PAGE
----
Is Leesburg Ready for Cowboy Mouth? New Orleans Rockers Headed to Tally Ho

Once upon a time in New Orleans, a rock band shook off the grungy conventions of the ’90s alt-music scene with its raucous energy, edgy humor—and a drummer as front man.

Fast-forward a couple of decades and Cowboy Mouth is still delivering high energy rock ‘n’ roll with a New Orleans twist and a big dose of joie de vivre.

The band, still led by charming, mercurial drummer Fred LeBlanc, brings the party to Leesburg’s Tally Ho Theatre on Feb. 4.

“It’s a rock ‘n’ roll band per se, but the energy and the enthusiasm and ‘enjoy yourself now because life is short’—that’s definitely a New Orleans kind of attitude and point of view,” LeBlanc said in an interview with Loudoun Now. “There’s such a celebration of life going on in our shows.”

Launched in the Crescent City in the early ’90s, Cowboy Mouth went on to national fame with their 1997 hit “Jenny Says.” That song and other freshly recorded versions of old favorites are featured on a new best-of album “The Name of The Band is…” released last year.

The new album is a great listen for longtime fans—and LeBlanc’s voice appears to have only gotten richer over the years. And the often rowdy front man very humbly says he thinks guitarist (and fellow founding member) John Thomas Griffith’s voice is even better than his own.

“I’m a much better singer now than I was back then. If you do something over and over again, you either get better or stop. Hopefully I’ve gotten better at it,” he said.
And while the new record is gorgeously produced and satisfying, the band’s live shows are still the tonic Gen X fans are looking for.

“That generation of fans that form our core, they still have that itch to get out and stir it up,” LeBlanc said. “Coming to a Cowboy Mouth show is a good way to blow off some steam.”

For LeBlanc, a New Orleans native, the urge to make music has been in his bones since childhood when the greats like Chuck Berry, Little Richard, Fats Domino and Jerry Lee Lewis inspired him with their soul-stirring tunes.

“These guys were fresh out of the church and there’s that celebratory element—the need to relieve one’s burdens. That’s what rock and roll music did for me as a youngster,” LeBlanc said. “When I first heard Bo Diddley, all of a sudden I saw the world in color for the first time.”

But in the music world, a drummer as front man is unusual to say the least: It took fans by surprise in the ’90s and surprises them still.

“I just wanted to be up where the fun was,” LeBlanc said with a laugh, adding that he had to change up his drum set (and lose a cymbal) to make eye contact with fans.

Cowboy Mouth has maintained an active touring schedule for more than two decades, with the longest break being a two-month hiatus in the wake of Hurricane Katrina in 2005. And although they’ve scaled things back a bit since LeBlanc’s children, now 5 and 2, were born, they still play 100 shows or more a year.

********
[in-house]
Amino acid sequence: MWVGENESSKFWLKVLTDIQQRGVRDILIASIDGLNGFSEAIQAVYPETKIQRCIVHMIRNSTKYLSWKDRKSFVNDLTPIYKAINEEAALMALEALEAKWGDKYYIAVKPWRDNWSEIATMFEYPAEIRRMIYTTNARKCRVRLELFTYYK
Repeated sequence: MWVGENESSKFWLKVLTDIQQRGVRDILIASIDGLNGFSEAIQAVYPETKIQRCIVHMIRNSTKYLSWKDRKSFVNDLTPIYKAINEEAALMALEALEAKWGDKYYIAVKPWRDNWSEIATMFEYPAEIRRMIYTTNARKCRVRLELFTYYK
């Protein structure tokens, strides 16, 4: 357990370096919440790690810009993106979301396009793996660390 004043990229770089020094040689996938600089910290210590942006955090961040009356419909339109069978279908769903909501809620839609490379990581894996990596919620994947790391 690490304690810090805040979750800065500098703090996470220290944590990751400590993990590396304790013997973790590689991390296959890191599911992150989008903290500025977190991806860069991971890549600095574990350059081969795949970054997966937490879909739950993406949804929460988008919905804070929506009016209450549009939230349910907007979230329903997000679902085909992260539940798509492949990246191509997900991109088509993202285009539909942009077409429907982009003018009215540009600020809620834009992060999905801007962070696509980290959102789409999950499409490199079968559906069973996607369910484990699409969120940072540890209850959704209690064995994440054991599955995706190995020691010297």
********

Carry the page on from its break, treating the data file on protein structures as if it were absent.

When the band is at home in New Orleans, it tends to focus on larger festivals and special events. They’ll play a festival at New Orleans Riverwalk as part of the city’s Mardi Gras celebrations next month and take the stage for their 27th New Orleans Jazz and Heritage Festival (the world-renowned event known as Jazzfest) performance in May.
But the band often hits smaller venues on the road and occasionally schedules a small club show in New Orleans—a big treat for old fans.

“There’s nothing like the feeling of a sweaty bar,” LeBlanc said. “It’s like the old-time gospel shows where the audience is right in your face and there’s that definite tangible transfer of energy back and forth.”

And while the band’s heart and soul is in New Orleans, members have a special connection to the DMV. Their 2000 album “Easy” was recorded in Falls Church with legendary producer Jim Ebert (best known in Loudoun for his Cancer Can Rock fundraising concerts). Rhythm guitarist Matt Jones (formerly of the Annapolis-based alt-rock band Jimmie’s Chicken Shack) hails from Maryland, and the new best-of album was recorded at Frank Marchand’s Waterford Digital Studios in Anne Arundel County.

LeBlanc says DC’s 9:30 Club is one of his all-time favorite venues, but for this tour the band decided to spread things out, hitting Virginia and Maryland instead of DC. (Cowboy Mouth plays Annapolis’ famed Ram’s Head On Stage the night before the Leesburg show).

And wherever folks go to check out these Big Easy rockers, a little sweat will likely come into play.

“We had a fan come up to us recently who gave us the best compliment ever,” LeBlanc said. “He said, ‘Man, you guys are like a southern gospel revival without the religion.’ I always look at rock ‘n’ roll shows as celebratory experiences.”


Cowboy Mouth

8:30 p.m. Saturday, Feb. 4

Tally Ho Theatre, Leesburg

Tickets: $25 in advance, $30 day of show

More info:

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